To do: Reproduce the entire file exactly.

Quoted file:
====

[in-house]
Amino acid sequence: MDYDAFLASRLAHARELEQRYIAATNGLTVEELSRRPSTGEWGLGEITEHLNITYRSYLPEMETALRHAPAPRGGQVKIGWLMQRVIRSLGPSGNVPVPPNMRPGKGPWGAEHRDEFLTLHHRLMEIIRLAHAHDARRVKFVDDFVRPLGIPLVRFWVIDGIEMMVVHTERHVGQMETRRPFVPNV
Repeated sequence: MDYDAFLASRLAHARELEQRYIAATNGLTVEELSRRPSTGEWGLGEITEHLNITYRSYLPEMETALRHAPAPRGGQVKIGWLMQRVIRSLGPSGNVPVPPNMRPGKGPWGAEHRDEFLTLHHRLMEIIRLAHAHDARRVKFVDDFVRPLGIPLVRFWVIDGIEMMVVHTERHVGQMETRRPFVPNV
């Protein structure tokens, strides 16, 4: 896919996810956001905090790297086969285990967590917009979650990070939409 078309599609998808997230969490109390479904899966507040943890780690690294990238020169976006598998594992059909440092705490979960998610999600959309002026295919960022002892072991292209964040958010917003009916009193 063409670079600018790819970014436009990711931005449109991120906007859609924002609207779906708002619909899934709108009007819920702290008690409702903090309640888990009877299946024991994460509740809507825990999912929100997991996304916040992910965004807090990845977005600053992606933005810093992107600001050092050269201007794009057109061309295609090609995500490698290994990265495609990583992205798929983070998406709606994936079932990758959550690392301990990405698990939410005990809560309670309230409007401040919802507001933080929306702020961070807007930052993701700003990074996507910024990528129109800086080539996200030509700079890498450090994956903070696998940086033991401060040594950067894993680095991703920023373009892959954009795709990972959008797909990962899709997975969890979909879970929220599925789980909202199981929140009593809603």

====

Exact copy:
[in-house]
Amino acid sequence: MDYDAFLASRLAHARELEQRYIAATNGLTVEELSRRPSTGEWGLGEITEHLNITYRSYLPEMETALRHAPAPRGGQVKIGWLMQRVIRSLGPSGNVPVPPNMRPGKGPWGAEHRDEFLTLHHRLMEIIRLAHAHDARRVKFVDDFVRPLGIPLVRFWVIDGIEMMVVHTERHVGQMETRRPFVPNV
Repeated sequence: MDYDAFLASRLAHARELEQRYIAATNGLTVEELSRRPSTGEWGLGEITEHLNITYRSYLPEMETALRHAPAPRGGQVKIGWLMQRVIRSLGPSGNVPVPPNMRPGKGPWGAEHRDEFLTLHHRLMEIIRLAHAHDARRVKFVDDFVRPLGIPLVRFWVIDGIEMMVVHTERHVGQMETRRPFVPNV
């Protein structure tokens, strides 16, 4: 896919996810956001905090790297086969285990967590917009979650990070939409 078309599609998808997230969490109390479904899966507040943890780690690294990238020169976006598998594992059909440092705490979960998610999600959309002026295919960022002892072991292209964040958010917003009916009193 063409670079600018790819970014436009990711931005449109991120906007859609924002609207779906708002619909899934709108009007819920702290008690409702903090309640888990009877299946024991994460509740809507825990999912929100997991996304916040992910965004807090990845977005600053992606933005810093992107600001050092050269201007794009057109061309295609090609995500490698290994990265495609990583992205798929983070998406709606994936079932990758959550690392301990990405698990939410005990809560309670309230409007401040919802507001933080929306702020961070807007930052993701700003990074996507910024990528129109800086080539996200030509700079890498450090994956903070696998940086033991401060040594950067894993680095991703920023373009892959954009795709990972959008797909990962899709997975969890979909879970929220599925789980909202199981929140009593809603």